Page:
Joshua did not suddenly appear like a jack-in-the-box at the death of Moses. Joshua was probably 80 years old when God placed him in this position of leadership. Scripture divides his life into three periods: forty years as a slave in Egypt; forty years as a servant in the wilderness; and twenty-five years in subduing the Promised Land.

The time in the wilderness served as a forty-year internship under the instruction of Moses. It included at least seven different experiences when God taught him significant lessons. All of the lessons could be summed up in one phrase—spiritual leadership requires a heart that is fully devoted to following God.

Preparation in the Battle with Amalek at Rephidim (Exodus 17:8-16). When we are first introduced to Joshua, he is leading the army of Israel into battle against the Amalekites. While Joshua is fighting the battle, Moses is lifting up his staff to God. When Moses’ arms get tired, Aaron and Hur help support Moses. Joshua learns that all battles are spiritual ones and that victory comes by depending on God. Leaders work as though it all depends on them, but pray as though it all depends on God.

Preparation at Mt. Sinai (Exodus 24:9-18). Moses, Aaron, Nadab, Abihu, and seventy elders of Israel (of whom Joshua was one) are called to join God on Mt. Sinai. They enjoy a time of worship and a covenant meal in God’s presence. Leaving the seventy behind, Moses and Joshua go up further and spend six days with God in the cloud covered mountain. On the seventh day, Moses went on alone, leaving Joshua by himself on Sinai for forty more days. While the time alone tested Joshua’s patience and faithfulness, it also enriched his perspective of God’s character and majesty. Joshua learned that leaders need an enlarged vision of who God is.

Preparation in the Tabernacle (Exodus 33:7-11). As the servant of Moses, one of Joshua’s assignments was to be present in the Tabernacle while the pillar of cloud towered above the tent. True spiritual leadership demands a love for the quiet place. To lead well, we must desire God’s presence. We have to constantly fight the battle of doing versus devotion.

Preparation within the Camp (Numbers 11:24-29). Leaders are constantly told to promote themselves and to toot their own horn. Joshua apparently bought into that principle and was jealous for Moses when two men were prophesying in the camp. Moses helped Joshua learn that leaders allow others to share in the ministry. There is no limit to what a person can do if they don’t care who gets the credit.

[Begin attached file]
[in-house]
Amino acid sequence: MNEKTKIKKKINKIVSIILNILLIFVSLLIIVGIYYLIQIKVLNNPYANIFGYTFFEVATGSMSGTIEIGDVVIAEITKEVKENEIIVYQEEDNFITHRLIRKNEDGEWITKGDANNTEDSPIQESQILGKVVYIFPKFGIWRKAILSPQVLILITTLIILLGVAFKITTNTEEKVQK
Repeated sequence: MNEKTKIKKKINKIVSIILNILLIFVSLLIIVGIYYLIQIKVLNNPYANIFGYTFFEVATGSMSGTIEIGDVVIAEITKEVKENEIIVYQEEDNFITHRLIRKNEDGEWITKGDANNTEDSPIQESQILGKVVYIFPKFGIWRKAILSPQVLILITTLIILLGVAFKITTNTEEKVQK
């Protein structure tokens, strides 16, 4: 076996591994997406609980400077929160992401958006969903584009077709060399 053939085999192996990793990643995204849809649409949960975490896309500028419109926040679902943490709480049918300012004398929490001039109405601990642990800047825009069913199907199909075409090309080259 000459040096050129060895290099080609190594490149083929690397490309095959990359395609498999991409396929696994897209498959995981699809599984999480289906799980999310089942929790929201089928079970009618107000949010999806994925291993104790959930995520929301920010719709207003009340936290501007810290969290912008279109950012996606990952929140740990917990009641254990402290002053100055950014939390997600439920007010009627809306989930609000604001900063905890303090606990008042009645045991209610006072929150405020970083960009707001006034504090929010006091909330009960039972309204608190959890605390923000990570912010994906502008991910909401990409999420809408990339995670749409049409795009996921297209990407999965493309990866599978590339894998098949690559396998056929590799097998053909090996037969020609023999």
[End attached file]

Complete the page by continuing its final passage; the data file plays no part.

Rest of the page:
Preparation in Spying out the Land (Numbers 13:1-14:45). Joshua was one of the twelve men commissioned by Moses to spy out the Promised Land. After forty days, the men brought back a good news, bad news report; a majority, minority report. The majority said it was a wonderful land filled with giants who would kill the Israelites. Joshua and Caleb said that God had already given the land into the hand of the Israelites. As Joshua learned that day, the majority is not always right. Leaders focus on the promises of God rather than the fears of the people. They need to stand for truth even if it means standing alone.

Preparation through his Commissioning (Numbers 27:12-23). Because of his outburst of anger and not honoring God, Moses was forbidden to enter the Promised Land. God held him accountable for his actions. Being a caring shepherd, Moses made sure Israel had a capable leader. So he commissioned Joshua to take his place. Joshua’s chief characteristic was not his military skills. It was the presence of the Holy Spirit. Spiritual leadership is ultimately a work of the Holy Spirit.

Preparation through the Death of Moses (Deuteronomy 34:1-12). While Moses was the greatest spiritual leader Israel ever had, he was expendable. God’s plan depends on no one for all time, but all to serve him at a certain time.

7 Principles of Spiritual Leadership

  • Hard work + prayer = victory
  • Develop a large vision of God
  • Spend time alone with God
  • Share the credit with others
  • Stand for truth; Stand alone
  • Depend on the Holy Spirit
  • No one is indispensable

Spiritual leadership requires a heart that is fully devoted to following God.

This is the synopsis of a message preached at First Central Bible Church in Chicopee, MA, on September 16, 2018. It is the opening message in a series on the book of Joshua. Please click on the link to download a copy of the sermon notes.